Arcadia prints (above) are available for sale.
An art review of Arcadia is published on Recessed Space.
Click here to read Radical Queer Bakers.
Arcadia takes place in the home, a space that Stephen Vider, author of The Queerness of Home (2020), highlights as a “stage of performance” (ibid: 10). The home has historically been weaponised against queerness, and engaged by it, and Vider explores the domestic space as a site of “integration and resistance” (ibid: 3). In my own practice, domesticity has become prevalent in understanding contemporary patterns of consumption. I turn to the home as a space to apply knowledge and research into food production systems, concurrent consumption, and prevailing contemporary agricultural practices. I present both the home, and these practices as spaces and notions bound by heteronormativity, which I have then ‘queered’: subverted; corrupted; perverted from their codified forms, to present new and alternative modes of understanding them.
Theatre and comedy can be forms of subversion enabling a transvaluation of norms. Camping and queering are also forms of subversion, corrupting codified strictures and structures of heteronormativity. These are all forms of artifice, a word that, despite its connotations with cunning and deception, is rooted in art—the Latin artificium being based on ars, ‘art’ + facere, ‘to make’. In Notes on ‘Camp’ (2018 ), Susan Sontag writes that camp is “the love of the exaggerated, the ‘off’, of things-being-what-they-are-not” (ibid: 8). Theatre can enlighten and trick its audience. Playing on reality, through subversion it presents new perspectives and alternative actualities. The ability to perceive and then subvert societal norms comes from a place of removal, the outsider's aspect. Arcadia is artifice. It mimics notions of home and landscape through theatrical tropes, playing with perceptions and presenting different realities. Sontag, again: “Camp is art that proposes itself seriously, but cannot be taken altogether seriously because it is 'too much.’” (ibid: 17).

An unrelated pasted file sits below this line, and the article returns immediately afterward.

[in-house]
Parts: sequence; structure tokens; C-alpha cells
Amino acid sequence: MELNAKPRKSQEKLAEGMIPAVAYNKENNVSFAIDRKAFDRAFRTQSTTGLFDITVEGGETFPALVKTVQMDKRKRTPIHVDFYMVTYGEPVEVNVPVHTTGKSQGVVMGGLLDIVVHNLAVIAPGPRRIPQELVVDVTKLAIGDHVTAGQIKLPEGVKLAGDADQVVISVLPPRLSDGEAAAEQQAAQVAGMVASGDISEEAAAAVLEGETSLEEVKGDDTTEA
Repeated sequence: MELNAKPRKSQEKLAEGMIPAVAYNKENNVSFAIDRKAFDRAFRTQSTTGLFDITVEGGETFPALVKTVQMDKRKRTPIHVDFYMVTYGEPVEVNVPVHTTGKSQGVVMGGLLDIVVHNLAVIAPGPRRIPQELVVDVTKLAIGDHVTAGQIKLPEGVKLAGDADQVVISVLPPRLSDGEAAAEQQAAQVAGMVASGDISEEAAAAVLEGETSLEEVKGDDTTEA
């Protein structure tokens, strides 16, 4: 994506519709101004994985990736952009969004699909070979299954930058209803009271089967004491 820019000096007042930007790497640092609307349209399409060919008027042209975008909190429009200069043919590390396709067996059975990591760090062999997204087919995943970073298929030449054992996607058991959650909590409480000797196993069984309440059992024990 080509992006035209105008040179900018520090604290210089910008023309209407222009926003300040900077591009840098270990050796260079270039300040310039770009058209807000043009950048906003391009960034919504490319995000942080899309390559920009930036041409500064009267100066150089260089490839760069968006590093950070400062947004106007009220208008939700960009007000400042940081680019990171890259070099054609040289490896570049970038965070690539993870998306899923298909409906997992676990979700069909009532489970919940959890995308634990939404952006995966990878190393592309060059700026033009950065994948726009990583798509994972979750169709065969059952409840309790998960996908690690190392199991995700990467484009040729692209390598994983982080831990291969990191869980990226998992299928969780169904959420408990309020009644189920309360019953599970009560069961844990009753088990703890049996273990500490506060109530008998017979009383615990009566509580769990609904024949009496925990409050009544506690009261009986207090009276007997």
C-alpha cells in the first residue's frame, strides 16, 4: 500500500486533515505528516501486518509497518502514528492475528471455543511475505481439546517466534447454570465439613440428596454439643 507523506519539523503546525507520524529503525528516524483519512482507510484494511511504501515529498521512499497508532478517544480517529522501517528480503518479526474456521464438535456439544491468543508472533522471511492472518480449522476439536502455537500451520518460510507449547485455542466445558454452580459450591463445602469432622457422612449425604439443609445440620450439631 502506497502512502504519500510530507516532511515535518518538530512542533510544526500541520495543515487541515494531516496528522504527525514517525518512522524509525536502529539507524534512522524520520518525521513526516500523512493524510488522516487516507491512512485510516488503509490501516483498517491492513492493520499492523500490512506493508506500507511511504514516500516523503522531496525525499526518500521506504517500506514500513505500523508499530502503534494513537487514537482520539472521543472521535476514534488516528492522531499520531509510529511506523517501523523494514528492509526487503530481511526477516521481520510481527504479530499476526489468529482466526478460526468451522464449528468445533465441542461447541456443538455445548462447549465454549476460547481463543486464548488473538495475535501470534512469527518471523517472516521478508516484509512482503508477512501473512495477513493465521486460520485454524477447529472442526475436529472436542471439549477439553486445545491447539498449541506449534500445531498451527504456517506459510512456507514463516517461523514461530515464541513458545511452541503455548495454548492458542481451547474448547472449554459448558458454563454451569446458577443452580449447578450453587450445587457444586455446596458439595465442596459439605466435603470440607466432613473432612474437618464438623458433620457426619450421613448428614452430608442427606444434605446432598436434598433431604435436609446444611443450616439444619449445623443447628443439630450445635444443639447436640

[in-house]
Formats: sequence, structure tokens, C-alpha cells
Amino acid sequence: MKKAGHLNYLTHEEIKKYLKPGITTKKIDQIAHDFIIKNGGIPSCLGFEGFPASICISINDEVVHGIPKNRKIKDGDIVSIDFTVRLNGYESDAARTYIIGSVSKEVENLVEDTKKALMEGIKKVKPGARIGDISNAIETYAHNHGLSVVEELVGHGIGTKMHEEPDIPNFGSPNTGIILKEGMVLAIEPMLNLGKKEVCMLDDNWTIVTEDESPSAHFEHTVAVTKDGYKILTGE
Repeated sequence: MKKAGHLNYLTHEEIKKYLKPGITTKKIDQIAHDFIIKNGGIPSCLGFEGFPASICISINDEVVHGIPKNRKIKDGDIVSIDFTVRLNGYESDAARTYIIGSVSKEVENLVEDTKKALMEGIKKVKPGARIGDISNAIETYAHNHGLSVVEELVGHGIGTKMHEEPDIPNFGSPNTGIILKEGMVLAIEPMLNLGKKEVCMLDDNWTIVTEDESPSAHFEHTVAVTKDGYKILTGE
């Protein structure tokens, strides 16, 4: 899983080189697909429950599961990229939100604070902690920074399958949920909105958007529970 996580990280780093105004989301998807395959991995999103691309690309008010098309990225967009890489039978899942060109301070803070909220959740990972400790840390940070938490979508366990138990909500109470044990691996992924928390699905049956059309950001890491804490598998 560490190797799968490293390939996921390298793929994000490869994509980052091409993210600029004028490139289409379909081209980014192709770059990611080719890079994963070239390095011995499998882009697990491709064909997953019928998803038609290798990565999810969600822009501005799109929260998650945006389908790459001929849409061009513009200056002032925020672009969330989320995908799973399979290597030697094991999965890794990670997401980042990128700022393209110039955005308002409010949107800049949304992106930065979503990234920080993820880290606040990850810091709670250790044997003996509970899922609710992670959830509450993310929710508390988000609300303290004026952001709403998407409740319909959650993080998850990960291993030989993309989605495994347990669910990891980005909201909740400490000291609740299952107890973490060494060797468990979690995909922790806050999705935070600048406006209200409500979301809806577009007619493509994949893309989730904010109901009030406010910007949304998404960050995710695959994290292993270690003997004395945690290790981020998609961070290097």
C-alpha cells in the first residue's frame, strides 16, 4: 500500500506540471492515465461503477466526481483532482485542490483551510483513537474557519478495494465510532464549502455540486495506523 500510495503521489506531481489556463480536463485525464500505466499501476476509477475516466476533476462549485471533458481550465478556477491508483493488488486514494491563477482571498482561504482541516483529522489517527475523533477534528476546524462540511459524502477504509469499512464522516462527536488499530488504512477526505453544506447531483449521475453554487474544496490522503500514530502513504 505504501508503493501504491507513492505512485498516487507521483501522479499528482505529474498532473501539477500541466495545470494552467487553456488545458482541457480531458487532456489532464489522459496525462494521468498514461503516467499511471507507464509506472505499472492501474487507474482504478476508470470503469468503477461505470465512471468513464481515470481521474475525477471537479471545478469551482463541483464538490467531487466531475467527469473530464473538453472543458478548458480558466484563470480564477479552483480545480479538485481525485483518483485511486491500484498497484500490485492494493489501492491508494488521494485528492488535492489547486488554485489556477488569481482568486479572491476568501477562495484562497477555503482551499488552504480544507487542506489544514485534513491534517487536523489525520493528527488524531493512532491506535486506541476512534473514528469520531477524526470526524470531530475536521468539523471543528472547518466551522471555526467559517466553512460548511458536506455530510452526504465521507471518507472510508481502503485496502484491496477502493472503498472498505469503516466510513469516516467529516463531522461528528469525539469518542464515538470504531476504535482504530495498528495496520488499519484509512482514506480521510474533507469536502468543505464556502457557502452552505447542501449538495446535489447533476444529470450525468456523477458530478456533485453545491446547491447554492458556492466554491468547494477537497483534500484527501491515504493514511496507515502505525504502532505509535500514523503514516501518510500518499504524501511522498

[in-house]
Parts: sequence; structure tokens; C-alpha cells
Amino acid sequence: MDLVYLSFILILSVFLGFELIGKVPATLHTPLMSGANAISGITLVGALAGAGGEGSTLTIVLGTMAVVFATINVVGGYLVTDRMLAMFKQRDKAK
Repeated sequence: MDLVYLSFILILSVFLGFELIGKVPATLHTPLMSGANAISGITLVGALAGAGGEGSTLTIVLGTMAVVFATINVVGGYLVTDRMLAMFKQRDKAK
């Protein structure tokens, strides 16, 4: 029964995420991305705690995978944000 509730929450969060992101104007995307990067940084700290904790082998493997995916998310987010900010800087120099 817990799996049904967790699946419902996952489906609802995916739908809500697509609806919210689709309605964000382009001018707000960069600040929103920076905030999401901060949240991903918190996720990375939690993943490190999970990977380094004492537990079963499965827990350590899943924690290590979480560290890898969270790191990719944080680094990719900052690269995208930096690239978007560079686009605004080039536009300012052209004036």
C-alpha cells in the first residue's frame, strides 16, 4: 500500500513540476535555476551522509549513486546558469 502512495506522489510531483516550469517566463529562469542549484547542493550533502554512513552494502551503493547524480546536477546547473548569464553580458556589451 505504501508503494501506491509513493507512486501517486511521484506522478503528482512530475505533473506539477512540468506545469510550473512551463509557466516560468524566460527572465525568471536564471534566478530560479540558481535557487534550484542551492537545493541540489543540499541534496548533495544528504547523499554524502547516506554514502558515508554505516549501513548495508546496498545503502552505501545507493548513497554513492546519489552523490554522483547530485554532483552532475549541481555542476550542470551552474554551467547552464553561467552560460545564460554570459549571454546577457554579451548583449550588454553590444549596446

Through the window hangs a backdrop, The Surreality of Reality: representing the stereotypical ‘cereal packet’ view of a bucolic agrarian landscape—rolling fields of golden wheat; mown lawns, sprinklers, and white picket fences—painted in bright, juvenile colours, it could be a scene from a story book. Traditional Surrealism takes the quotidien, and visually subverts it, presenting a new form. In The Surreality of Reality I have presented our agricultural reality leaning on the notion of surrealism—ridicule of the norm based on the abstraction of reality—to comment on the surreality of monocultural farming practices. ‘Monoculture’ is an agricultural term that defines the cultivation of a single crop in a given area. A social ‘monoculture’ indicates the dominance of singularity, be it an entity, identity, or idea: a prevailing politics or religion; an ethnic or cultural homogeny; a heteronormative society. In Arcadia, I highlight both the social and the agricultural monocultures that dominate culture and nature, drawing parallels between the two.